Gary makes the case that pornography wasn’t particularly addictive until the advent of high speed internet. Again, the big factor here is novelty. Now that high speed internet means videos and pictures load almost instantaneously, users can find themselves constantly clicking and chasing novel pornographic media for hours at a time. The exciting sexual nature of pornography enhances activation of the dopamine system, but again it is the hunt for novelty that keeps dopamine levels elevated as long as the clicking continues. Studies of internet addiction consistently show that it is this constant novelty at a click that can cause addiction and the negative brain changes associated with addiction.

So this is how letting yourself be controlled by the internet’s novelty appeal can take power from the prefrontal cortex and give it to the brain’s primitive and impulsive reward center. In short the brain becomes wired to seek out instant gratification, and becomes less capable of pursuing long term goals which require the willpower to delay gratification.  

As Robert Sapolsky points out in this lecture, what is unique about humans is the ability to tolerate more delay between behavior and reward. You can get a monkey to pull a lever to get a banana, but a human can work hard for four years to get a degree. It’s our prefrontal cortex’s ability to stay vigilant in the face of impulsive demands from our reward center that allows us to accomplish such things. 

If you use your smartphone for several hours a day but are comfortable with how you operate – great. There are functioning alcoholics and addicts, of course people can function well despite heavy use of their smartphones. However if you’re not satisfied with your level of general willpower, productivity or focus, you may want to simply try modifying your smartphone usage rather than looking for the next productivity hack. 

Also, functioning addicts function well as long as they can get their fix. You might want to try not using your smartphone for just a couple days. If you feel restless or irritated when you can’t immediately dissolve uncomfortable feelings like boredom with quick shots of entertainment, that’s a good sign that maybe you should change how you’re using your smartphone.

Earlier I mentioned how a monkey came to understand that a light turning on was an indication that it could do something to get a reward. With smart phones in our pockets, it’s like that light is always on. 

What I’d I’d recommend is to limit this kind of aimless checking or looking at novelty at a click websites to certain times of day. You want to stop boredom being a cue to get your phone out. If you set certain times of day for using these kinds of websites or applications, that time of day will become the new cue instead of those very frequently occuring feelings of slight boredom. The point is to simply make the conscious effort to engage less and less in this type of instant gratification. While the appeal of “maybe” I have a new notification or “maybe” there’s a new update on such and such app is very enticing, chances are you will survive if you wait until your next designated internet time. If you need to do something purposeful like contact someone or read that blog post you bookmarked then go ahead, using the internet with a specific purpose is very different from passively absorbing information.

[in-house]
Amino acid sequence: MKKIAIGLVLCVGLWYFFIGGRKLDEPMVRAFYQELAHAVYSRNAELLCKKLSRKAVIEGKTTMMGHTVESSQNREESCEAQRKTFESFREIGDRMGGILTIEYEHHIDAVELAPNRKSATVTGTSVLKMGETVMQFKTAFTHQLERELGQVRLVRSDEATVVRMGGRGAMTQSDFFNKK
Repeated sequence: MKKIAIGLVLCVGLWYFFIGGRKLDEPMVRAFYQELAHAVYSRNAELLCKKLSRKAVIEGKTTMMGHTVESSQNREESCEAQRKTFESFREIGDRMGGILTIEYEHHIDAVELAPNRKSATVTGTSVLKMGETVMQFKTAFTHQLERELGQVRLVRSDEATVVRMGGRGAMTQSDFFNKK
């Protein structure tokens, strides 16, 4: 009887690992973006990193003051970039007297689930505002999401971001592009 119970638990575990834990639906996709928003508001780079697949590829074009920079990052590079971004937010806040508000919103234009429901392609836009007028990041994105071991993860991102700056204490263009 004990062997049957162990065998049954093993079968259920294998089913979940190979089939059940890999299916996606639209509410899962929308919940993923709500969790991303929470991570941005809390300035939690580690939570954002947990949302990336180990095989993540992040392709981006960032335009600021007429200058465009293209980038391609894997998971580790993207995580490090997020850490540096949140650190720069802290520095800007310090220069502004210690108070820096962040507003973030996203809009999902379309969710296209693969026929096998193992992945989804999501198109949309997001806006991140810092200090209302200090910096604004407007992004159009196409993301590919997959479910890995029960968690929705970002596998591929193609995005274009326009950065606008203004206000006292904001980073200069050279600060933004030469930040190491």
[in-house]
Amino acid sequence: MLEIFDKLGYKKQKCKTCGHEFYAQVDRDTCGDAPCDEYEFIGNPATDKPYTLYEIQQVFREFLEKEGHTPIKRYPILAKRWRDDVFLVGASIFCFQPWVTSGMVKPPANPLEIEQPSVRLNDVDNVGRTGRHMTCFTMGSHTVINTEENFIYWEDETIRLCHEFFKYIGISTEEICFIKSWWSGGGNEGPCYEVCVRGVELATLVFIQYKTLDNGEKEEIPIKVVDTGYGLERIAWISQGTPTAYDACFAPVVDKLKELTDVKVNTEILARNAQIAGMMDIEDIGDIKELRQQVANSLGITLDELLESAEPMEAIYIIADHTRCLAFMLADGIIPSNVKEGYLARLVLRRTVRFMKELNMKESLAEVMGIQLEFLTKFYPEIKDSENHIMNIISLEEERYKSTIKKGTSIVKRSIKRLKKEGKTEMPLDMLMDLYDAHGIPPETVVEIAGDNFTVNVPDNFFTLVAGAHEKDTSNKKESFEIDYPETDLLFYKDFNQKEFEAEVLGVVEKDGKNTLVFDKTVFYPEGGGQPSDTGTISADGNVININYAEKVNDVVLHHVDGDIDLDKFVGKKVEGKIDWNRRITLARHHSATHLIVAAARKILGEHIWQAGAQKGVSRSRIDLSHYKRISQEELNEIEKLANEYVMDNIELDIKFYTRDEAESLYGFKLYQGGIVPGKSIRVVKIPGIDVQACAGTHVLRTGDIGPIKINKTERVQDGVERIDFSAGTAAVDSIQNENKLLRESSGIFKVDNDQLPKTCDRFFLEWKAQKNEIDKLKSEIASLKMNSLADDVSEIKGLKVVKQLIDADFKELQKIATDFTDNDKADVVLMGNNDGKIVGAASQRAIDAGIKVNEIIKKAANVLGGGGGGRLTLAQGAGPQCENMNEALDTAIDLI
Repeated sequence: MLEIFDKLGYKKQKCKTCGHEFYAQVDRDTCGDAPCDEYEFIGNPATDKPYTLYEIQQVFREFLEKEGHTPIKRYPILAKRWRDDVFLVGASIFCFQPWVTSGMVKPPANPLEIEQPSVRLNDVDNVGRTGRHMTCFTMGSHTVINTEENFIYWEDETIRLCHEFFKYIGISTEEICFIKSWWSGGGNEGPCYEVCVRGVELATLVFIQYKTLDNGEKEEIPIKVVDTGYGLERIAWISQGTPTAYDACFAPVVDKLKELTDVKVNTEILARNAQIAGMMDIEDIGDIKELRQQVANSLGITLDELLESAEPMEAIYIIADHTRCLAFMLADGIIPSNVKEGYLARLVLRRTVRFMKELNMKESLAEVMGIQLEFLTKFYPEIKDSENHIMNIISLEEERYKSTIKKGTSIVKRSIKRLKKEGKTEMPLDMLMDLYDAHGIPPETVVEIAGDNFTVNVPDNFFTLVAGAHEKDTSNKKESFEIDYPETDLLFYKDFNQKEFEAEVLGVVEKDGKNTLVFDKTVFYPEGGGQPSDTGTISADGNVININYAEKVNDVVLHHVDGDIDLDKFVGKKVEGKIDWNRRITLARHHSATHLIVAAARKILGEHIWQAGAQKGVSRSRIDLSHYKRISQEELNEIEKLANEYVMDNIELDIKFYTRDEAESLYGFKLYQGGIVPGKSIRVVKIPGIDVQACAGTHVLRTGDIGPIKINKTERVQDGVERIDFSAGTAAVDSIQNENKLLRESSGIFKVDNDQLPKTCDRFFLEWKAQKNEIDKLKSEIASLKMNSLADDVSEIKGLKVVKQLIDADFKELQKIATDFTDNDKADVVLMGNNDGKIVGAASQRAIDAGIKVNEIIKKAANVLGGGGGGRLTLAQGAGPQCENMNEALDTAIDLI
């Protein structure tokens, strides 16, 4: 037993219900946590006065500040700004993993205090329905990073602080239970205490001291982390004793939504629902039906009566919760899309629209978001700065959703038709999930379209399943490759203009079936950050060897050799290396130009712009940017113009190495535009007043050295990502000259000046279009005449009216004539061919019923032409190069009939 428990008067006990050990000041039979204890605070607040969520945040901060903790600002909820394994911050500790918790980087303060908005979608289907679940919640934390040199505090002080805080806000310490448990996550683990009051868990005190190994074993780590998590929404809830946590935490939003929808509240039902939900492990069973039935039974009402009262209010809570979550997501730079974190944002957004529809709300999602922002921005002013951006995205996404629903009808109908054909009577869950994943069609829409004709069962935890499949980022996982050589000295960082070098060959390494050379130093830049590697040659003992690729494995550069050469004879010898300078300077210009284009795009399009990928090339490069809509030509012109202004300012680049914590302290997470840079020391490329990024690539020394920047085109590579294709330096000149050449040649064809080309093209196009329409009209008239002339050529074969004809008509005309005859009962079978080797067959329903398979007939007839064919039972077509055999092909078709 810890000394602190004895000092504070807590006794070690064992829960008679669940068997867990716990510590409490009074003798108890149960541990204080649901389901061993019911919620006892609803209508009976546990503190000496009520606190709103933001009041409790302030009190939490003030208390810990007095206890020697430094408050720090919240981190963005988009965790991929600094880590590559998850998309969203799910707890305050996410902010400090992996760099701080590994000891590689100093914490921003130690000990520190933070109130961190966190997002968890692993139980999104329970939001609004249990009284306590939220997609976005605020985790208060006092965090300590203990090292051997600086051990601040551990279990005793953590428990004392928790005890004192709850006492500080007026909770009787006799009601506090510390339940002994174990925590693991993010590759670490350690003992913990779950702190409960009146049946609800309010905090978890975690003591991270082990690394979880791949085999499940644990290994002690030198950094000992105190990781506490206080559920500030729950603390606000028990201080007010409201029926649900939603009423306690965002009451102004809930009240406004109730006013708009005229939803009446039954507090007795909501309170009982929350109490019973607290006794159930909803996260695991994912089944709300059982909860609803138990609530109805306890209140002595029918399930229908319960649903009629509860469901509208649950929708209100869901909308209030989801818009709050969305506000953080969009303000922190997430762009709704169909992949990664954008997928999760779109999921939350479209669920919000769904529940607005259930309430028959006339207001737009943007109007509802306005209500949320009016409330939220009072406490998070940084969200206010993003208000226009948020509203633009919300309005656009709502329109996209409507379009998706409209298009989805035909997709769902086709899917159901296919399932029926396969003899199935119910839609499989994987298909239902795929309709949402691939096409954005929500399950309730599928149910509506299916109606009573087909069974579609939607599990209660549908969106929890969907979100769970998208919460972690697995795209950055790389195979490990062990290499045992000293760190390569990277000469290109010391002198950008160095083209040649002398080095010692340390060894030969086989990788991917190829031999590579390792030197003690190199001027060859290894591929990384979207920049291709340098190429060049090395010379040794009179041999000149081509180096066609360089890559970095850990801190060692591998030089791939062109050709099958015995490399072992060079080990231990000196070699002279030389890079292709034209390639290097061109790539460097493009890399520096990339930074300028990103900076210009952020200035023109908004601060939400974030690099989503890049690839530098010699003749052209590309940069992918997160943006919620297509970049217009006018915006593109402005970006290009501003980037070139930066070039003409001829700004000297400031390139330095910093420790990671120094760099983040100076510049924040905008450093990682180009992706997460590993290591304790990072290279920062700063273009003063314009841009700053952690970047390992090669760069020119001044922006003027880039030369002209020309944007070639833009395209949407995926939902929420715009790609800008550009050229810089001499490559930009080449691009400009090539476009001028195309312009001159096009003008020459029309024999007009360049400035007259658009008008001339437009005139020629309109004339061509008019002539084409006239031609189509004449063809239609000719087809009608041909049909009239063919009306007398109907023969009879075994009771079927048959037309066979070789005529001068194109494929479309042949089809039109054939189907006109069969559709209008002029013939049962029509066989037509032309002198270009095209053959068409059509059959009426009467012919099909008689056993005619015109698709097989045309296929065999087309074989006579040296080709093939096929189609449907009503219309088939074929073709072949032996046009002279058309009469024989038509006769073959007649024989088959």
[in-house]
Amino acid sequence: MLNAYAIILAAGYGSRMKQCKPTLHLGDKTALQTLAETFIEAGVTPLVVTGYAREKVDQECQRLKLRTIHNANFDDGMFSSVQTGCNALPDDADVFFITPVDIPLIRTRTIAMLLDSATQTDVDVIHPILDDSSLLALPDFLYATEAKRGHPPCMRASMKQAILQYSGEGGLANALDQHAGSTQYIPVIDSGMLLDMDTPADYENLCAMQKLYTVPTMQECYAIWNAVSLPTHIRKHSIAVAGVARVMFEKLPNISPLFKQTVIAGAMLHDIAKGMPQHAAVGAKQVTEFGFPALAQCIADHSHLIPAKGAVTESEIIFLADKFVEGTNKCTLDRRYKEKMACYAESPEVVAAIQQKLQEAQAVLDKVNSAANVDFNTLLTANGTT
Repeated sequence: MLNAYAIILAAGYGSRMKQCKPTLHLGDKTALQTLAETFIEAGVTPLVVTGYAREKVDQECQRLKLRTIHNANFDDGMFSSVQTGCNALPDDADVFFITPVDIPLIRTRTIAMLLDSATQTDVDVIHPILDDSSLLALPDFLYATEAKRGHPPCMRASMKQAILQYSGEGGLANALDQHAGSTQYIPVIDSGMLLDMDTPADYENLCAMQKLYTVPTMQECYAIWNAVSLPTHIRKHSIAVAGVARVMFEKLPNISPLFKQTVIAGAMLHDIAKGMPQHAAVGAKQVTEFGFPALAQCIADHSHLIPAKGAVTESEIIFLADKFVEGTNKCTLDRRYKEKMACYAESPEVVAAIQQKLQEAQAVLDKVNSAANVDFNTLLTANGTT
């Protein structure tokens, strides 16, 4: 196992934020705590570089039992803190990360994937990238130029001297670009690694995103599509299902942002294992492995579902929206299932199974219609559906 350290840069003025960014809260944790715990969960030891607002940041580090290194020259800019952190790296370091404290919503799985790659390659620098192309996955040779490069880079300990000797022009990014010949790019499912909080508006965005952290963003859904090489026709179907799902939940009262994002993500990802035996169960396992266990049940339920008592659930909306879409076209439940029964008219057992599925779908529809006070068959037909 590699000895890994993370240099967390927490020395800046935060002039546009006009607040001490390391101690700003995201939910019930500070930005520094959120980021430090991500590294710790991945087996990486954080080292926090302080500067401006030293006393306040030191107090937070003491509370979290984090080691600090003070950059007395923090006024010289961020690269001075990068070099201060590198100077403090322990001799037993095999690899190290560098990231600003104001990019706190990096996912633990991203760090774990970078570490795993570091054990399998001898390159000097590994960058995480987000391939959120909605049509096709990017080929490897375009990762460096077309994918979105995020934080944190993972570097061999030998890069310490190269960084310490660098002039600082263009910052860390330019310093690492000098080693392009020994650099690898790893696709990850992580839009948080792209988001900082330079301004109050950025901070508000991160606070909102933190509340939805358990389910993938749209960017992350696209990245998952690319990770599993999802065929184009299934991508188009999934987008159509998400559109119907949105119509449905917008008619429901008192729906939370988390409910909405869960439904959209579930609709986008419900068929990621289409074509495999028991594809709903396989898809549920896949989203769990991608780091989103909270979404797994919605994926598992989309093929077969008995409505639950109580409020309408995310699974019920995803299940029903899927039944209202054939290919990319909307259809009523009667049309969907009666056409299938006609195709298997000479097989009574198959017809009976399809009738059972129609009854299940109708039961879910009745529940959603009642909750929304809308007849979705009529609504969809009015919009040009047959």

The internet has made positive changes in the world that we couldn’t even have imagined 20 years ago, so the message of course isn’t to just give up the internet. You don’t necessarily even have to give up things like twitter either, a couple scrolls isn’t going to put a figurative rod through your head. However understanding how it affects you makes it easier to adjust the way you use the internet to avoid getting caught in the gears of the novelty machine. And you’ll be able to walk away willpower and focus in tact. 


How the Internet Redesigns your Mind

The following is the transcript for the video by the same name on my channel “What I’ve Learned,” originally posted on March 10th, 2017.

Imagine for a second that everyone had a magical cube in their pockets. With the right permutation, you could materialize all kinds of food or drink.

At first there was only one cube in existence and nobody knew what it did until after about a year of fiddling with the thing, someone found the permutation for water. After that, they started to quickly figure out how to make more things like tea and avocados and all kinds of vegetables.

Over several years, they figured out how to manufacture the cubes efficiently and inexpensively and with a lot more cubes and plenty of people to play with them, things rapidly progressed to the point where they were making more complex things like kimchi, butter or yogurt. Cube users were increasing exponentially and the whole world was excited about this- it was going to cure world hunger, standard of living would increase across the globe, everyone would have infinite access to healthy foods! Along the way people figured out how to make snacks like oreos. A couple days later beer was added to the list, and discussions began about whether or not to let minors have a cube. Then a bunch of hard liquors came out and a few people became slightly worried about the whole situation. Then a couple weeks later two guys from Virginia show up and say “Hey uhhh we just made cocaine with the cube.”  Most people thought it might be better if everyone didn’t have infinite supply of cocaine at all times, but at this point millions of people already had cubes and it was drastically improving their lives.